Tuesday, April 5, 2011

Chi Omega Founder's Day: April 5, 1895

Happy 116th birthday to Chi Omega Fraternity! Today Chi Omega has more than 235,000 members in more than 170 chapters. Here's a little history of the organization and its founders.

Chi Omega was founded April 5, 1895 at the University of Arkansas by Ina May Boles, Jean Vincenheller, Jobelle Holcombe and Alice Simonds, with help from Dr. Charles Richardson (an initiate of Kappa Sigma Fraternity).

Ina May was an artist and designed the official Chi Omega ring worn by members of the Governing Council. She also designed the seal of Chi Omega and the first crest. Ina May served as the New York City Alumnae chapter president while living in the City with her husband, Benjamin Morton. Many of her paintings are signed Christina Morton. Ina May's sister, Flora, was an initiated by Xi Chapter at Northwestern University.

JeanVincenheller was very active in establishing Chi Omega's esoteric traditions. Jean was a student of music, the editor of a college magazine called "Cardinal," and President of Math and Literary Societies. She served as the first National President in 1900 and as National Vice President from 1900-1901. Jean was married with two daughters; one was initiated at Psi Chapter. Jean is buried at Arlington National Cemetery.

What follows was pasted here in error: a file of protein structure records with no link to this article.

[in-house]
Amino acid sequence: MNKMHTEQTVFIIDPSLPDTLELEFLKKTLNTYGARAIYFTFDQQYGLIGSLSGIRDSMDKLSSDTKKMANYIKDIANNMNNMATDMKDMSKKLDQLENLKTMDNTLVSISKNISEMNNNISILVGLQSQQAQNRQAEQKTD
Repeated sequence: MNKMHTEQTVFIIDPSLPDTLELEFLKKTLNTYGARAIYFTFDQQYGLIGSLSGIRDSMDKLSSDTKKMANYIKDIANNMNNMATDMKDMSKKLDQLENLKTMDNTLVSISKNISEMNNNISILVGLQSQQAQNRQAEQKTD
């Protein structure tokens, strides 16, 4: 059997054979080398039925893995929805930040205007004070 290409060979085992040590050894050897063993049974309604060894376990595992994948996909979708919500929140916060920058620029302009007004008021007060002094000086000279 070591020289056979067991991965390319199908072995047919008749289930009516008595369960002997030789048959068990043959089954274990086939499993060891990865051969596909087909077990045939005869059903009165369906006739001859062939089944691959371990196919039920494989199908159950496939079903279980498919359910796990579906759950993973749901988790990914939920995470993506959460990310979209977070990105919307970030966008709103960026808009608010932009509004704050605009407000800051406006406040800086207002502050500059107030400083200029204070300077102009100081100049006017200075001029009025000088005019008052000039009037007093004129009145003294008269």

Jobelle Holcombe was a true intellectual. After graduation, she became an English professor at the University of Arkansas and was the first woman to receive the honor of "Doctor of Laws" from the University. There is a women's Residence Hall named after her at the University called Holcombe Hall. Jobelle served as National Vice President from 1906-1908. She is buried in Fayetteville, Arkansas and marked as a founder of Chi Omega.
Alice (Allie) Cary Simonds was the oldest of Chi Omega's female founders. In school, she specialized in zoology. Allie served as the first President and Vice President of Psi Chapter. She married and had one son, but died shortly after he was born. She was only 27 years old. Allie is buried in the Congressional Cemetery and is marked as a Founder of Chi Omega.
Dr. Richardson studied dentistry at Vanderbilt University where he was an initiate of Kappa Sigma Fraternity. He never married, but was a big brother figure to many Chi Omegas. Dr. Richardson designed the first Chi Omega badge from dental gold. He is buried in Fayetteville, Arkansas and is marked as a founder of Chi Omega.

Information taken from the Chi Omega National website

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